Verbal orders vs written orders

  1. 0 Which of the following meds would you be required to have a WRITTEN order for? Fentanyl, stadol, phenobarbital, or darvacet?

    Thank you in advance!
  2. Visit  kateb8 profile page

    About kateb8

    Joined Apr '12; Posts: 3; Likes: 2.

    12 Comments so far...

  3. Visit  JustBeachyNurse profile page
    0
    You better nit have an order for Darvidet in the US since it was pulled off the market 2 years ago. Check the narcotic class for the other drugs and you will have your answer
  4. Visit  kateb8 profile page
    0
    Sorry... Im a nursing student and this is a question on an exam that I was unable to find the answer to. 2 are opioid analgesics and phenobarbital is a barbiturate... Not exactly sure what that means though...
  5. Visit  JustBeachyNurse profile page
    3
    Quote from kateb8
    Sorry... Im a nursing student and this is a question on an exam that I was unable to find the answer to. 2 are opioid analgesics and phenobarbital is a barbiturate... Not exactly sure what that means though...
    All are considered narcotics. Lower classes of narcotics like 4s & 5s can be a verbal order. 2s and some 3s need a written order and cannot include refills (generally speaking). So since Darvocet is off the market that is out. Look up the other three drugs. Your drug guide book (or even your pharm text) should have their narcotic class. Then you will have your answer.
  6. Visit  kateb8 profile page
    2
    Thank you so much for explaining that! Found my answer. I really appreciate your help.
    JustBeachyNurse and Esme12 like this.
  7. Visit  JustBeachyNurse profile page
    0
    Glad I could help. Now you have a direction to look in should you run into the same scenario in the future.
  8. Visit  applewhitern profile page
    0
    Strange that they would still be using tests with old, outdated meds on it, which are no longer available. I would wonder what else is outdated in your classes.
  9. Visit  amoLucia profile page
    0
    I miss DARVOCET. It worked so well for so many people (sniffle, sniffle). Are you listening Eli Lilly Co.??
  10. Visit  Esme12 profile page
    0
    Quote from amoLucia
    I miss DARVOCET. It worked so well for so many people (sniffle, sniffle). Are you listening Eli Lilly Co.??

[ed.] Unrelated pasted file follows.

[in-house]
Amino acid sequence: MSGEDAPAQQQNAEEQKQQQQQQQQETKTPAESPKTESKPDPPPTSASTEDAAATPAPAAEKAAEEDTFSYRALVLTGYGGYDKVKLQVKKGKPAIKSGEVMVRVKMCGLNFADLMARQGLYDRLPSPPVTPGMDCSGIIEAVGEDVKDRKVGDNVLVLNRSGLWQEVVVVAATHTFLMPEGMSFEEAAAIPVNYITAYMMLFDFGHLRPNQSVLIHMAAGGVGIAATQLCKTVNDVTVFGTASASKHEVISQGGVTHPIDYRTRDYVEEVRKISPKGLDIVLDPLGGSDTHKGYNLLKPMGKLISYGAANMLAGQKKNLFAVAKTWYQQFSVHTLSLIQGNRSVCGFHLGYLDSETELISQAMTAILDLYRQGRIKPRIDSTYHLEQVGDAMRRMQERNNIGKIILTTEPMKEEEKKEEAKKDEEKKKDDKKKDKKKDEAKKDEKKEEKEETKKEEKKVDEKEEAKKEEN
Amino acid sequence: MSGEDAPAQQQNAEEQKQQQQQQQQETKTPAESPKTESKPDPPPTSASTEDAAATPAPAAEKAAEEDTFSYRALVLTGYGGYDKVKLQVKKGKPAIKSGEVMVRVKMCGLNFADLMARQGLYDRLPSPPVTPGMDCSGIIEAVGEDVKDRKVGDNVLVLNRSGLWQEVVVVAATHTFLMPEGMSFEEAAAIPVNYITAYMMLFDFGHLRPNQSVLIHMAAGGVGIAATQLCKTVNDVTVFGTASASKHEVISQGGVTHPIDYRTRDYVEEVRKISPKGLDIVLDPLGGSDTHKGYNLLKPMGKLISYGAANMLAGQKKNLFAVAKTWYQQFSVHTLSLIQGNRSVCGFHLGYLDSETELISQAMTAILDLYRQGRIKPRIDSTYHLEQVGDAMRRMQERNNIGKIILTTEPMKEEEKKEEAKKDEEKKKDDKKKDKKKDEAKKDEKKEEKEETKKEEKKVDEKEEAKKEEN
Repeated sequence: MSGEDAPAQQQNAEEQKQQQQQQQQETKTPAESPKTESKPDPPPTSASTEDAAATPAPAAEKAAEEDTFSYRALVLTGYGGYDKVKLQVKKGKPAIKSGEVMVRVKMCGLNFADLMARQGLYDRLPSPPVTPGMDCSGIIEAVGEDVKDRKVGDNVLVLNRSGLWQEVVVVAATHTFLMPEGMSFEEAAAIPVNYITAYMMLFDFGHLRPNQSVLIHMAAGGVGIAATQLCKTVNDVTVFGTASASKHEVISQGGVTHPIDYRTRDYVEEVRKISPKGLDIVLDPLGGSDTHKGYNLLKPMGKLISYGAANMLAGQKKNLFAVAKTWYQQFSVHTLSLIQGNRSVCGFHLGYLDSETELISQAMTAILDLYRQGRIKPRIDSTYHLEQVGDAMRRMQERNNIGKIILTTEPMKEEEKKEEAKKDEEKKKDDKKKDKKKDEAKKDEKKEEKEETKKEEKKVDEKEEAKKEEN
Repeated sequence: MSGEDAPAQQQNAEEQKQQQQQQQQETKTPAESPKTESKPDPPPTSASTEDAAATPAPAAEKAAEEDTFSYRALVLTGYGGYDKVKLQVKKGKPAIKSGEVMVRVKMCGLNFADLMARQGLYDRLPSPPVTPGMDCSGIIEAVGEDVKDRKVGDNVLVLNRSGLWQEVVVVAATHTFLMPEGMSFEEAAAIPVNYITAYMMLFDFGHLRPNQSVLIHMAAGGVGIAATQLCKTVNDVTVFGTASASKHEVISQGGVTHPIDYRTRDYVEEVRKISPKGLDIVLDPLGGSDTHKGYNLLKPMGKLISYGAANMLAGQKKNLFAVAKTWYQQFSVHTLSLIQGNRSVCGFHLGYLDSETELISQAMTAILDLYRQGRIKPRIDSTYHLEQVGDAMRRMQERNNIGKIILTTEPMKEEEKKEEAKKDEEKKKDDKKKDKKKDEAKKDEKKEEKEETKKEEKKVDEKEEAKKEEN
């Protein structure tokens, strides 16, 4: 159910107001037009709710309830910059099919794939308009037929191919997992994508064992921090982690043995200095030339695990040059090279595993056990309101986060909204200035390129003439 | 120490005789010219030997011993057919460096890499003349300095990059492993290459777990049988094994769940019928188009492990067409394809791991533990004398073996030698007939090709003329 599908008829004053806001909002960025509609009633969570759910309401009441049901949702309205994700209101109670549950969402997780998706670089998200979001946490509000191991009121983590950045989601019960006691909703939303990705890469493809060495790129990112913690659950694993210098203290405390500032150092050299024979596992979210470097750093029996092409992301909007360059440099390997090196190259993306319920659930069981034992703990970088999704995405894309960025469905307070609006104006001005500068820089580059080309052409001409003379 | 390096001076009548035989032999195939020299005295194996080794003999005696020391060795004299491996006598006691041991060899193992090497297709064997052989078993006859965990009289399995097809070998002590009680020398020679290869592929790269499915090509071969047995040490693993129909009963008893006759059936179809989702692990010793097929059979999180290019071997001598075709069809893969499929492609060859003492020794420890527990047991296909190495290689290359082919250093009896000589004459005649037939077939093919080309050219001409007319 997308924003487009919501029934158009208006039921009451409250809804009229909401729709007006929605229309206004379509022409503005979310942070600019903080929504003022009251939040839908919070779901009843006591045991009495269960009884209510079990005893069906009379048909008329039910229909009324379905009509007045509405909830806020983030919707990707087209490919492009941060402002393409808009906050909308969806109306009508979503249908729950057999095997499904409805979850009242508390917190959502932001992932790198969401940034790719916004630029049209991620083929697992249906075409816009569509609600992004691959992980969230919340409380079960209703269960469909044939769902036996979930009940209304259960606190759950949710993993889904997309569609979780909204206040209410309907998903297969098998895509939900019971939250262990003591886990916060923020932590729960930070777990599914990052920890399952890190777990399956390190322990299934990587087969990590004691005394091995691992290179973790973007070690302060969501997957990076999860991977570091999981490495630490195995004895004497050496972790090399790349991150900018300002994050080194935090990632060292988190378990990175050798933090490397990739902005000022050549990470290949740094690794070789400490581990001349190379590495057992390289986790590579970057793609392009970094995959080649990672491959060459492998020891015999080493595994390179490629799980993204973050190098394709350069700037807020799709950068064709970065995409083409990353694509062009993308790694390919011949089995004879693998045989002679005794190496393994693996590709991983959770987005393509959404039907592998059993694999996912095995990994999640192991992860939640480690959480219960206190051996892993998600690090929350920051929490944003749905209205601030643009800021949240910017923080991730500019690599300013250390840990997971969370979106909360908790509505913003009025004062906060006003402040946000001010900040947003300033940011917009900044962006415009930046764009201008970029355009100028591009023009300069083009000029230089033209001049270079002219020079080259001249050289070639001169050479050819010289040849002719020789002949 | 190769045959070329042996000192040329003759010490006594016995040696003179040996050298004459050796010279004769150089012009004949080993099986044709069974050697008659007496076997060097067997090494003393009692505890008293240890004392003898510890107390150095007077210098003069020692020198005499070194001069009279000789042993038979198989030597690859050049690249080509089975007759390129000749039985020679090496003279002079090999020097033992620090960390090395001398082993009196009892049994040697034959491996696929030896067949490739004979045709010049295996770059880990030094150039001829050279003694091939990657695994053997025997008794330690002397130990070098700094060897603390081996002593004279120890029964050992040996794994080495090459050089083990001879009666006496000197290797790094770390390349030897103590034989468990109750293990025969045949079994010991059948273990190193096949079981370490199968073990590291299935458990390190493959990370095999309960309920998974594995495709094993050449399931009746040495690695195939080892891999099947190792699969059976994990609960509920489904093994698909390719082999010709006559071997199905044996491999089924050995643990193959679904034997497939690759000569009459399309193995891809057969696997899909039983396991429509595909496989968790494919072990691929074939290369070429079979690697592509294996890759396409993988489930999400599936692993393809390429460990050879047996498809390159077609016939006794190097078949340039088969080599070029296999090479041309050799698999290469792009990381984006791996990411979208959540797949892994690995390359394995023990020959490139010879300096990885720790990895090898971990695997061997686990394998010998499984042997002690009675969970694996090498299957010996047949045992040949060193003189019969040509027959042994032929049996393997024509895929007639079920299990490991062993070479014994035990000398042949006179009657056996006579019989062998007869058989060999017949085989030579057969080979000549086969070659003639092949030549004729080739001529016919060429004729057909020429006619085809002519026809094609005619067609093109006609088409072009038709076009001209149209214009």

It wasn't Eli Lilly....it was the FDA.
  11. Visit  psu_213 profile page
    0
    Are you talking about meds which need a written prescription vs. which meds can be 'called in' to the pharmacy?

    or

    Do you mean meds for a patient in the hospital where you take a verbal/phone order for the doctor?

    When I read the OP, I thought you meant the latter. In the case of the latter, I can take a verbal order for just about any medicine, including narcotics (but I'm sure it varies by facility policy and may vary state to state).

    As for up to date information in nursing school...I can remember a lot of stuff that was taught in school and that was in NCLEX review books that was directly contradicted by latest research (for example, the Homan test or floating an inhaler to see if there was any medication left in in).
  12. Visit  KelRN215 profile page
    0
    Quote from psu_213
    Are you talking about meds which need a written prescription vs. which meds can be 'called in' to the pharmacy?

    or

    Do you mean meds for a patient in the hospital where you take a verbal/phone order for the doctor?

    When I read the OP, I thought you meant the latter. In the case of the latter, I can take a verbal order for just about any medicine, including narcotics (but I'm sure it varies by facility policy and may vary state to state).

    As for up to date information in nursing school...I can remember a lot of stuff that was taught in school and that was in NCLEX review books that was directly contradicted by latest research (for example, the Homan test or floating an inhaler to see if there was any medication left in in).
    I read this the same as you. Whether or not you can take a verbal order for something depends on the facility's policies. Before we went to computer charting/computer orders, verbal orders were common and nurses could accept verbal orders for narcotics, as long as a 2nd nurse co-signed the order. After computer order entry started, verbal orders were only allowed in emergencies.

    I would guess that pharmacy's policies vary by state as well. I always send patients home with a hard copy of the script for any narcotics, but I do know that there have been times when pharmacies have accepted verbal orders for narcs from the doctors/NPs.
  13. Visit  psu_213 profile page
    0
    Quote from KelRN215
    Before we went to computer charting/computer orders, verbal orders were common and nurses could accept verbal orders for narcotics, as long as a 2nd nurse co-signed the order. After computer order entry started, verbal orders were only allowed in emergencies.
    Interestingly enough, the places I have worked did not require a cosignature on a VO for narcs. Also, working now in an ER with CPOE, I still enter some VOs--such as, the MD is in the middle of something so he/she gives me a VO for zofran, pain meds, etc.
  14. Visit  rgroyer1RNBSN profile page
    0
    Btw- They pulled darvocet and darvon because it was found to be causing abnormal heart rythems, some potentially deadly.


Nursing Jobs in every specialty and state. Visit today and find your dream job.

Top
close
close